These plants are commonly called Burning Bushes because, in arid weather, a flammable oil exudes from the leaves and seedpods and if a flame is placed near, will sometimes ignite without damaging the plant.
Dictamnus is a perennial herb which is hardy in USDA zones 3-7. It grows best in full sun, but will tolerate some light shade during the hottest months.
The Burning Bush is easily grown in most well draining garden soils, but appreciates the addition of a small amount of lime at planting time. Once established, the plant is very drought tolerant.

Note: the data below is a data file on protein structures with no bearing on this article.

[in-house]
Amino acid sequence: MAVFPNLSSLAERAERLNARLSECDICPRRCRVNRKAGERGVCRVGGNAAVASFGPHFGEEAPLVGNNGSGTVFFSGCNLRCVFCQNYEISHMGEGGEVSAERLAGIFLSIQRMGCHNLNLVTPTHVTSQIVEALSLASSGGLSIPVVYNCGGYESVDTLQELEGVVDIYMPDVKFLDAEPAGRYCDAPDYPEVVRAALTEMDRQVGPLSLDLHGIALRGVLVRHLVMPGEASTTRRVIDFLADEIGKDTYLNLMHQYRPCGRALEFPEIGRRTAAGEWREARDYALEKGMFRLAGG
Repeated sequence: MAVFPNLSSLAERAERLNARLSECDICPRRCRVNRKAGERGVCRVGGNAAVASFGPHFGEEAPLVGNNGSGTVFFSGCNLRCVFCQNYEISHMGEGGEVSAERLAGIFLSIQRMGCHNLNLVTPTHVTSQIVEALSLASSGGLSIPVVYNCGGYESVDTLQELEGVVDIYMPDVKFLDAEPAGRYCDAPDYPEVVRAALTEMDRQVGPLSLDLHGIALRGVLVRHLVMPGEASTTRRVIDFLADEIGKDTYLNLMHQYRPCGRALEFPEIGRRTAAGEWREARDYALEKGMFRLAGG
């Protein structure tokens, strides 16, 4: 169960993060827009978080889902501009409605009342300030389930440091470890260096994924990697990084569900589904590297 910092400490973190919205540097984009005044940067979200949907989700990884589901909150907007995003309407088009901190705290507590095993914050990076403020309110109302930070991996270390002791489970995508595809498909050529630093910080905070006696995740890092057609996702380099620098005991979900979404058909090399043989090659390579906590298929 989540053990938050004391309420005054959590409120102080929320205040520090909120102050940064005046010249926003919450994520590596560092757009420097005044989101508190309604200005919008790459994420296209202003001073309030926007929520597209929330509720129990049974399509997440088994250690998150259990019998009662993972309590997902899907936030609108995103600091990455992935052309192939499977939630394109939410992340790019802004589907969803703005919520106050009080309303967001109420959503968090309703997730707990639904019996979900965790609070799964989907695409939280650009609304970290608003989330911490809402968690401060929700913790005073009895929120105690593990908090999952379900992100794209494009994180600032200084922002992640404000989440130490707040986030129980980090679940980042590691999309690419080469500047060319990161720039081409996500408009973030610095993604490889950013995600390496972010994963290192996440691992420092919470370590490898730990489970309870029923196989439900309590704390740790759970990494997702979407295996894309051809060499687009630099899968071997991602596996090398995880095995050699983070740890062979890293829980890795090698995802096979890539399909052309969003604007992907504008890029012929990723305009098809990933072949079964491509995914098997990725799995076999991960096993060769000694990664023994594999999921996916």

A mature plant will grow to 24 to 36 inches in height, and produce an abundance of 1 inch diameter white, pink, or red flowers. Propagation may be accomplished by seed which should be sown as soon as they are ripe in the Fall. Dictamnus is a long lived plant which resents transplanting, so choose your planting spot carefully so you won't have to move it later.
The burning bush has been used in Chinese herbal medicine for at least 1,500 years. A lemon-scented tea is made from the dried leaves.
D. albus also produces an oil that irritates some people's skin. After several hours the oil creates a chemical burn that can produce blisters. The oil appears to be sunlight activated. If you wash the exposed skin before it receives too much direct sunlight, irritation won't occur.